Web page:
Fruit growers filing hundreds of insurance claims as apricot, cherry crops hammered by weather

Tractors with blowers work from the ground while helicopters work from above to try to salvage Okanagan cherry crops.

KELOWNA - The last two fruit growing seasons were particularly hard on apple growers, forcing many to access a form of government insurance.

But this year – long before the first summer apples come off the trees in mid-August – there have already been around 800 insurance claims under a crop failure program.

“It’s been a pretty horrible year for rain,” Glen Lucas, executive director of the B.C. Fruit Growers’ Association told iNFOnews.ca.

But it was bad winter and spring weather that triggered the first apricot insurance claims.

“We would say virtually it’s a crop failure,” Lucas said. “It doesn’t mean there are zero apricots but there’s little commercial production this year. But it’s a fairly small crop to start with.”

Ministry of Agriculture figures show there have been 48 insurance claims filed by apricot growers this year. That compares to only 33 in total for the three years prior, from 2016 to 2018.

The crop was damaged by a very cold February and frost at the end of April, wiping out 50 to 70 per cent of the crop, ministry officials said in an email.

Most of the other claims are for cherry crops that have been damaged by rain, causing the fruit to split.

Growers have to file claims and have their orchards examined before trying to harvest their fruit, which means within a few days of the damage being done. Since there are more late season varieties being grown these days, more cherry claims may still be coming.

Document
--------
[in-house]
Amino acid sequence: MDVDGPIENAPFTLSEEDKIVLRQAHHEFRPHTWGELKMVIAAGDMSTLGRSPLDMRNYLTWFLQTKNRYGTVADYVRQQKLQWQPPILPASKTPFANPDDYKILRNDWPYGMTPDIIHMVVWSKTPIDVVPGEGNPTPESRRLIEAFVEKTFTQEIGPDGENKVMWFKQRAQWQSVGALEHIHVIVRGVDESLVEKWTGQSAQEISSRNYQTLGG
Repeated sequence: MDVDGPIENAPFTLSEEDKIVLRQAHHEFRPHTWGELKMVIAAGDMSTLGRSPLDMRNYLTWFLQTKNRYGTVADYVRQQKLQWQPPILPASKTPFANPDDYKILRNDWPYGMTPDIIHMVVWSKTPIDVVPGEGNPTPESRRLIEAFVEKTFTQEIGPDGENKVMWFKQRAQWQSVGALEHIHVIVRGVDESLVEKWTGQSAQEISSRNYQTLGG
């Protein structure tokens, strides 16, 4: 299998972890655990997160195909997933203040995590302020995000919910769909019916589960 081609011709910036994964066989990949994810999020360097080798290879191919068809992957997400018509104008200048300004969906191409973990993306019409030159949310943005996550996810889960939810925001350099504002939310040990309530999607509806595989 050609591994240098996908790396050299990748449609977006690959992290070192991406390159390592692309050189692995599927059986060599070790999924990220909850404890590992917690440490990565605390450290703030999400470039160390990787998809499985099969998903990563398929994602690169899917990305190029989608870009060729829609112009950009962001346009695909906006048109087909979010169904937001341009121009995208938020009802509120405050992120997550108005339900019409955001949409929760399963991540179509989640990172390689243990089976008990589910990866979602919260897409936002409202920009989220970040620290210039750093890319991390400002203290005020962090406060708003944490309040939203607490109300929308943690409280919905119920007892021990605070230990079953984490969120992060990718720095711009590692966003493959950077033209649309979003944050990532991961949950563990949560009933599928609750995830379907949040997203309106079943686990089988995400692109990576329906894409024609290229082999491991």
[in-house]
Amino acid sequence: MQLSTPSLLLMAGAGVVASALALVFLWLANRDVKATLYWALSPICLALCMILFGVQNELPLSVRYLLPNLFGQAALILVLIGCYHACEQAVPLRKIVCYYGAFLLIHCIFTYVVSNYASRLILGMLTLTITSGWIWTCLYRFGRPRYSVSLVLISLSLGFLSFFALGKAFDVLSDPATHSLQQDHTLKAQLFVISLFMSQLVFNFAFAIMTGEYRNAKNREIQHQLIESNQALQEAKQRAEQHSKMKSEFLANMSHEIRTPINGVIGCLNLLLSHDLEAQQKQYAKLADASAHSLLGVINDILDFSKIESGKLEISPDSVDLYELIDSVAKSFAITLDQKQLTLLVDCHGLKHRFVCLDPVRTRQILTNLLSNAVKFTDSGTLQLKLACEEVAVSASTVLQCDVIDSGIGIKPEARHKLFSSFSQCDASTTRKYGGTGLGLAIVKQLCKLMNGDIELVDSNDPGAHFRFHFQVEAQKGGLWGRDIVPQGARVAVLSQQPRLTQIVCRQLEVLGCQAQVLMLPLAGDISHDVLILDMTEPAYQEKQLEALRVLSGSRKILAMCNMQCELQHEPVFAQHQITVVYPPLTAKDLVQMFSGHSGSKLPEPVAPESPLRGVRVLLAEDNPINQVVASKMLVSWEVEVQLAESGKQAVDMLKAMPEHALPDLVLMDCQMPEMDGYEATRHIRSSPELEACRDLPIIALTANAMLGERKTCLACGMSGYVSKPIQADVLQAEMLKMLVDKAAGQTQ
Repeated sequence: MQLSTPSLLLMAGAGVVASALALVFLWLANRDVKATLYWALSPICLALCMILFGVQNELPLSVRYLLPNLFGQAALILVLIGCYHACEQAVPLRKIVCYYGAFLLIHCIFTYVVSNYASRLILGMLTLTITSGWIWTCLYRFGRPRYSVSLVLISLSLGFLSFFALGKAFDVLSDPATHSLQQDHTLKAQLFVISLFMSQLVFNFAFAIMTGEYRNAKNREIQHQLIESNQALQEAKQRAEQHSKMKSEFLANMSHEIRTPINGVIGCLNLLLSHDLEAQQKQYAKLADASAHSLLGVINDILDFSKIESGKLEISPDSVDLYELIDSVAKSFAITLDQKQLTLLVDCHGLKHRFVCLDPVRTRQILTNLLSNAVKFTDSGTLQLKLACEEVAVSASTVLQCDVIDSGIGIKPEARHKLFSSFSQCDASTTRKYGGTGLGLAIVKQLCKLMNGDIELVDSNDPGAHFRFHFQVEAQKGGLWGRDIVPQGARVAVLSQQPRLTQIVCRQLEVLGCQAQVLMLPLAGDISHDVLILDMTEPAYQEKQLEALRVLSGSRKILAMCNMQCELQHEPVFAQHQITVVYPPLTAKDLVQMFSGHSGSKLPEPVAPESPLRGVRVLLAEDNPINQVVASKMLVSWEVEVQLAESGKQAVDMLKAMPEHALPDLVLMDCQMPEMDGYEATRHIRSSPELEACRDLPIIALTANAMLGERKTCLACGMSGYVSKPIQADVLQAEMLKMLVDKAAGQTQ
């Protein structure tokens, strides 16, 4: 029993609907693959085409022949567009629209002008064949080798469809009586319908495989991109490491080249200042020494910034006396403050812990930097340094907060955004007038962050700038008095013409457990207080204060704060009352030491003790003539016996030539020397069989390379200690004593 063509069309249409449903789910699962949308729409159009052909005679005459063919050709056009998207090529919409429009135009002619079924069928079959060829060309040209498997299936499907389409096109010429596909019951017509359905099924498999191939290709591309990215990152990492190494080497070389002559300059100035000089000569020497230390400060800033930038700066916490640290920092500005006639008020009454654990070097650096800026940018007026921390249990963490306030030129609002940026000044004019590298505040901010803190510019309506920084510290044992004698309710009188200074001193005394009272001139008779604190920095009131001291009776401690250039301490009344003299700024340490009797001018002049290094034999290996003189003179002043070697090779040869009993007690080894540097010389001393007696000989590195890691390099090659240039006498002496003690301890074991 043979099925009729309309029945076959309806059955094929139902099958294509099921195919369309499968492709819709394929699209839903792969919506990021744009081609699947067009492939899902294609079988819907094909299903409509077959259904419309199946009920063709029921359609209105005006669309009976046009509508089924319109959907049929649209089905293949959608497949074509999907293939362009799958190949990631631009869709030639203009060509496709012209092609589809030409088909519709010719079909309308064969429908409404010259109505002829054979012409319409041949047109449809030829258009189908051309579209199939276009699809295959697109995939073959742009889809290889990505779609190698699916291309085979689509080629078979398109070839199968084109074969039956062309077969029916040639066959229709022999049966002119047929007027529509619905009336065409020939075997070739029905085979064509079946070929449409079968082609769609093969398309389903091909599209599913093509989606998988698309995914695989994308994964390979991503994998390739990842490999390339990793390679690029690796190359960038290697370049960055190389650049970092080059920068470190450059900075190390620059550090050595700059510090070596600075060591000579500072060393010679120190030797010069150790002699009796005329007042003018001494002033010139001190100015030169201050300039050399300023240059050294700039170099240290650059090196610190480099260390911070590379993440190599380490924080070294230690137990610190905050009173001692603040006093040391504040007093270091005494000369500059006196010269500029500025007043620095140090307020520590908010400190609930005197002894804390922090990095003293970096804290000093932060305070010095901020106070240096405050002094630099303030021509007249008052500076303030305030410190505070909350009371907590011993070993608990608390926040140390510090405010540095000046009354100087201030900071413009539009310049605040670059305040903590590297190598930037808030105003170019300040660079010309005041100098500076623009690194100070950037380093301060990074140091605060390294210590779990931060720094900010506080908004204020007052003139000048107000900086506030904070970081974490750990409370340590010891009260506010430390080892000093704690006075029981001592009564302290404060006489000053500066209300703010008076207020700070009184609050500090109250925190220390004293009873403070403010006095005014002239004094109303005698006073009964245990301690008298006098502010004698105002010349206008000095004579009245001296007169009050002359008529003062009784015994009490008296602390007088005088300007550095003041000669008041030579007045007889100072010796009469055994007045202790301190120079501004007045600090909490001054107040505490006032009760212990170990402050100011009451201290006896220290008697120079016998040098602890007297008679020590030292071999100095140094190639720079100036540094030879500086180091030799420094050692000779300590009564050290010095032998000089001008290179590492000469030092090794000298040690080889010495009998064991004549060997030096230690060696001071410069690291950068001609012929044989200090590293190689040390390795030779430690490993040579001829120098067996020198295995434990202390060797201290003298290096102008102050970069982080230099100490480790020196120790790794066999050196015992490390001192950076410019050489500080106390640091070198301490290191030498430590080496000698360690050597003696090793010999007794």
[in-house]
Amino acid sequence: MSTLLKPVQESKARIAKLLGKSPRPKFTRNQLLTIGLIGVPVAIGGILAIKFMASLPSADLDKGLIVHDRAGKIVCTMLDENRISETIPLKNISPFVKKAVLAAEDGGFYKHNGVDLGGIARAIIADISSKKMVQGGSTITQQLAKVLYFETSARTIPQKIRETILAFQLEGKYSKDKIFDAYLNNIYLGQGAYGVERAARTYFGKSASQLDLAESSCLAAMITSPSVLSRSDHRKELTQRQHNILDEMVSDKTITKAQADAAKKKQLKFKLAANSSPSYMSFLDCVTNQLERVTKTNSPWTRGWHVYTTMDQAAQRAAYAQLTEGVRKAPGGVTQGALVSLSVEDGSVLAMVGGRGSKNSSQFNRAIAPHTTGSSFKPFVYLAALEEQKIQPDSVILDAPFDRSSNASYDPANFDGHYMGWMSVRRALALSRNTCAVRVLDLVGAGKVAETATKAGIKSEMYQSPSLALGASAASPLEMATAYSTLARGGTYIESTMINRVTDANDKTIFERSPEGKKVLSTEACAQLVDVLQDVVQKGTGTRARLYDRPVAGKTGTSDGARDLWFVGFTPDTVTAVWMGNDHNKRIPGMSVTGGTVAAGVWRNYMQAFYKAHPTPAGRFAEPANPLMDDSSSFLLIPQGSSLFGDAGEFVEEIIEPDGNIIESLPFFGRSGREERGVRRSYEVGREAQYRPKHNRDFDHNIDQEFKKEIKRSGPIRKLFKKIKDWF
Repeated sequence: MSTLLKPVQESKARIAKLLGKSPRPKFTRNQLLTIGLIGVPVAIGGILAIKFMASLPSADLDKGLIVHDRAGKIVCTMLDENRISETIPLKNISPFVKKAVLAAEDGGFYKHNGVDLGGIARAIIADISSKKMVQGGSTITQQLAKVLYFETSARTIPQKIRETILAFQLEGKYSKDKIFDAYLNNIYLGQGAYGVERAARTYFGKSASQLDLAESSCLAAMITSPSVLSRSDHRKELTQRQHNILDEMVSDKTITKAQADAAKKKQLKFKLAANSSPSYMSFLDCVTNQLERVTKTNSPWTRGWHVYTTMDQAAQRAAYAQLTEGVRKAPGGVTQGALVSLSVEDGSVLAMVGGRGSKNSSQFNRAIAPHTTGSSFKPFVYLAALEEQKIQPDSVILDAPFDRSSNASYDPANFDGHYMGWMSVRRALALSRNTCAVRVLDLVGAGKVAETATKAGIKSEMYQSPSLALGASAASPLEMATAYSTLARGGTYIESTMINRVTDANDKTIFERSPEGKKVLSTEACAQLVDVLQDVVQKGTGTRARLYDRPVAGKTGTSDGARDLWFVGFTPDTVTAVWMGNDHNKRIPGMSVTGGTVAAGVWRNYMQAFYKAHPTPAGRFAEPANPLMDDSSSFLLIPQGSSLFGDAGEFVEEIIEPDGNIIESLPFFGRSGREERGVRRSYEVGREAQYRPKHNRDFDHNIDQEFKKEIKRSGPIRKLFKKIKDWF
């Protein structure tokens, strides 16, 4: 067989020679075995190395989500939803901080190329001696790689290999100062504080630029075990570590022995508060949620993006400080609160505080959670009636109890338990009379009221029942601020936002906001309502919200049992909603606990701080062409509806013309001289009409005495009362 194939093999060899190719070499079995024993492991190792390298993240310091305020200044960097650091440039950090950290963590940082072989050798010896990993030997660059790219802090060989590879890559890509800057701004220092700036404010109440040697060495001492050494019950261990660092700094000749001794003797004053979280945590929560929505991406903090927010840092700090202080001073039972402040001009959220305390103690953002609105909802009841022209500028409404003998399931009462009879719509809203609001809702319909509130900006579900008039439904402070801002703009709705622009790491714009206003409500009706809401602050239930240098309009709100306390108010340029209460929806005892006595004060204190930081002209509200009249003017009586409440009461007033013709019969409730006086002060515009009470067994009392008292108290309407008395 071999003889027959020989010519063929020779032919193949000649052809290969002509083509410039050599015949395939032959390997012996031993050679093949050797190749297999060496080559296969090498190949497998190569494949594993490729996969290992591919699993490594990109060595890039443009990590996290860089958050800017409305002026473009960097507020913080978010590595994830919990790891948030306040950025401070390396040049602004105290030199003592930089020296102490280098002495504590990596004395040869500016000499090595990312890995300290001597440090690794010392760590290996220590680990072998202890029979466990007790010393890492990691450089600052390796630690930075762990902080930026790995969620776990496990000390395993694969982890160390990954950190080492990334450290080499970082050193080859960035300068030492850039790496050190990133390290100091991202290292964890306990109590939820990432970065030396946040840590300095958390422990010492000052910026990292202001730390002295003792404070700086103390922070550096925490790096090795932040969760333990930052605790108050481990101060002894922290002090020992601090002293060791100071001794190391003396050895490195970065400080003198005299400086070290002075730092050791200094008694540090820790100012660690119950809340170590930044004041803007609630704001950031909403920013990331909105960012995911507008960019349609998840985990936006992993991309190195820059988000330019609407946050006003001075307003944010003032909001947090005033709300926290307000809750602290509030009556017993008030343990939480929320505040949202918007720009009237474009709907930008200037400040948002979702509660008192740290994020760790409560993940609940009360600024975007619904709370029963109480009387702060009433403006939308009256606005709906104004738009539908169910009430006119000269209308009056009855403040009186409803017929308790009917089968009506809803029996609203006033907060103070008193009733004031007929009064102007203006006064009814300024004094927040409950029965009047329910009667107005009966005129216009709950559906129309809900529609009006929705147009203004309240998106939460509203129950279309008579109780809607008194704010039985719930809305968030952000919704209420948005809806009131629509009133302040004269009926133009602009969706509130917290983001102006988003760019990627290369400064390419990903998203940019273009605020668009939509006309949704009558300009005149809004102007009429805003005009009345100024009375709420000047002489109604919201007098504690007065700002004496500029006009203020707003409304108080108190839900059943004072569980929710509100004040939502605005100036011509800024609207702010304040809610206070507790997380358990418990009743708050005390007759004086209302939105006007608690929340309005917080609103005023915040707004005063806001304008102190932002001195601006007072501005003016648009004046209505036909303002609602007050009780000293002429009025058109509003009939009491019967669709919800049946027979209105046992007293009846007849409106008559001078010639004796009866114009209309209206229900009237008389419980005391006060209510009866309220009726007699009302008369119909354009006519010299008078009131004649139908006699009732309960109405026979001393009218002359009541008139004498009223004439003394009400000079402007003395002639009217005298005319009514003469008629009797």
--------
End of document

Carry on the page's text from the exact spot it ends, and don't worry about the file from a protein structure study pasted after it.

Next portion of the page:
Some orchards will have so much damage that there’s no point in trying to pick the fruit. Others can still get a crop off and leave it to the cherry sorting plants to pick through what can be salvaged.

Peaches are the next crop to ripen. While it’s too early to tell how that crop is going to be, Lucas said it’s looking to be smaller than usual.

The insurance claims are being made under the Production Insurance program, often referred to as crop insurance, that growers and government pay into. Because premiums are adjusted over a number of years, the fees charged are fairly stable and may not be impacted by the high number of claims this year, Lucas said.

Apple farmers haven't done for the past two years either. 

Over the last two seasons, apple growers took advantage of an “agristability” income protection program that helps offset the damage caused by things like poorer crops, smaller sized fruit or low prices. 

That program was accessed in 2018 when prices were so low because of Washington State apples flooding the market that growers received enhanced payments. In 2017, it was so hot that the apples were smaller in size so fetched lower prices. Despite lobbying by his association, Lucas said there government has not enhanced payments for last year.

It’s too early to tell how the apple crop will be this year but some orchards may have suffered hail damage.

While apples cover more acreage than cherries — 8,000 for apples versus 5,000 for cherries — the value of the cherry crop surpassed the apple crop in 2016, Lucas said.


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